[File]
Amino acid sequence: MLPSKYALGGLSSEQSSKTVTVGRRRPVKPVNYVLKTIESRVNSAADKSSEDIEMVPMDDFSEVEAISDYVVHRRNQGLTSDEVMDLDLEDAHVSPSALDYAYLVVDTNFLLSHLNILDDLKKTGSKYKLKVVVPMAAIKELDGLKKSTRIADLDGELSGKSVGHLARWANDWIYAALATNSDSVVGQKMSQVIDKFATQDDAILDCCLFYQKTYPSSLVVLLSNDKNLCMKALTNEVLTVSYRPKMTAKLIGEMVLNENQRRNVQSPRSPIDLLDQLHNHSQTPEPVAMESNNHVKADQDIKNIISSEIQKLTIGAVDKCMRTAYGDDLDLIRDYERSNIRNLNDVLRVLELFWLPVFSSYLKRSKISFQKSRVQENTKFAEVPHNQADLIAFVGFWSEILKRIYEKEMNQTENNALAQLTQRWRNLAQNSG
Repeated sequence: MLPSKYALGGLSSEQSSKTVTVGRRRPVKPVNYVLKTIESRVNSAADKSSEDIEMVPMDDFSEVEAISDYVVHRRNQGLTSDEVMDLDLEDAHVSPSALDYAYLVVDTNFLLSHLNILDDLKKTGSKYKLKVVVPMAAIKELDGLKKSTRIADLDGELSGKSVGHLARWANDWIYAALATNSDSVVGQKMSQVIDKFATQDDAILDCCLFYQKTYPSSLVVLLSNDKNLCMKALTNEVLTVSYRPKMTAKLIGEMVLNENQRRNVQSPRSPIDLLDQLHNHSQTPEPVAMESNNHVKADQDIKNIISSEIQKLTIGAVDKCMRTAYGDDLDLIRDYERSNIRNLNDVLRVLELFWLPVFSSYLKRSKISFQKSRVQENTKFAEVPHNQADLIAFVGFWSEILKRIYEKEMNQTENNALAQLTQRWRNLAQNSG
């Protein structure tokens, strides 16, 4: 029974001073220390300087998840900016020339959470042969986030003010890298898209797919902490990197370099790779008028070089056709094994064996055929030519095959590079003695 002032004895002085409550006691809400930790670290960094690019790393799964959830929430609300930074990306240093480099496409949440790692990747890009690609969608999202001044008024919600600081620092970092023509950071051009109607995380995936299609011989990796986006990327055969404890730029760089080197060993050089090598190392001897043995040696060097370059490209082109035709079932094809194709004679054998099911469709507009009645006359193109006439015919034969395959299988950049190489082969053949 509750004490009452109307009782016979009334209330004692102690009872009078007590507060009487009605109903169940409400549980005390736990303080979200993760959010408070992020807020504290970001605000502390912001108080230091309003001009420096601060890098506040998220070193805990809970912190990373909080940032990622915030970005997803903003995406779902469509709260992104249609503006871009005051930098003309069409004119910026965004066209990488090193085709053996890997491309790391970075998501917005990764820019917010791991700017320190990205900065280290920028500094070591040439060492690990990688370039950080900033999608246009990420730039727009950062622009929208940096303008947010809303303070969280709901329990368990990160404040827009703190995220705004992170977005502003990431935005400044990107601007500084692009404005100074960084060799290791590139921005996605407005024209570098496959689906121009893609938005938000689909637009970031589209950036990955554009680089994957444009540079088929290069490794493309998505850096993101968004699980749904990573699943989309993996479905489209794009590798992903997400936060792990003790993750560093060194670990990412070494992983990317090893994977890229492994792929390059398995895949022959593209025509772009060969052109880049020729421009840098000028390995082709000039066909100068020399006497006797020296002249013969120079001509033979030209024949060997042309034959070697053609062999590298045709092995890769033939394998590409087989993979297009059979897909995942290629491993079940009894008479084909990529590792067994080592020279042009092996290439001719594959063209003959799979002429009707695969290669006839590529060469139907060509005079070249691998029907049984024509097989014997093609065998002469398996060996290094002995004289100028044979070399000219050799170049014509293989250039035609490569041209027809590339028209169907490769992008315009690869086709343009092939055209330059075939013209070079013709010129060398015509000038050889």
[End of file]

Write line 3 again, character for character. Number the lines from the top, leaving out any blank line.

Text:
């Protein structure tokens, strides 16, 4: 029974001073220390300087998840900016020339959470042969986030003010890298898209797919902490990197370099790779008028070089056709094994064996055929030519095959590079003695 002032004895002085409550006691809400930790670290960094690019790393799964959830929430609300930074990306240093480099496409949440790692990747890009690609969608999202001044008024919600600081620092970092023509950071051009109607995380995936299609011989990796986006990327055969404890730029760089080197060993050089090598190392001897043995040696060097370059490209082109035709079932094809194709004679054998099911469709507009009645006359193109006439015919034969395959299988950049190489082969053949 509750004490009452109307009782016979009334209330004692102690009872009078007590507060009487009605109903169940409400549980005390736990303080979200993760959010408070992020807020504290970001605000502390912001108080230091309003001009420096601060890098506040998220070193805990809970912190990373909080940032990622915030970005997803903003995406779902469509709260992104249609503006871009005051930098003309069409004119910026965004066209990488090193085709053996890997491309790391970075998501917005990764820019917010791991700017320190990205900065280290920028500094070591040439060492690990990688370039950080900033999608246009990420730039727009950062622009929208940096303008947010809303303070969280709901329990368990990160404040827009703190995220705004992170977005502003990431935005400044990107601007500084692009404005100074960084060799290791590139921005996605407005024209570098496959689906121009893609938005938000689909637009970031589209950036990955554009680089994957444009540079088929290069490794493309998505850096993101968004699980749904990573699943989309993996479905489209794009590798992903997400936060792990003790993750560093060194670990990412070494992983990317090893994977890229492994792929390059398995895949022959593209025509772009060969052109880049020729421009840098000028390995082709000039066909100068020399006497006797020296002249013969120079001509033979030209024949060997042309034959070697053609062999590298045709092995890769033939394998590409087989993979297009059979897909995942290629491993079940009894008479084909990529590792067994080592020279042009092996290439001719594959063209003959799979002429009707695969290669006839590529060469139907060509005079070249691998029907049984024509097989014997093609065998002469398996060996290094002995004289100028044979070399000219050799170049014509293989250039035609490569041209027809590339028209169907490769992008315009690869086709343009092939055209330059075939013209070079013709010129060398015509000038050889």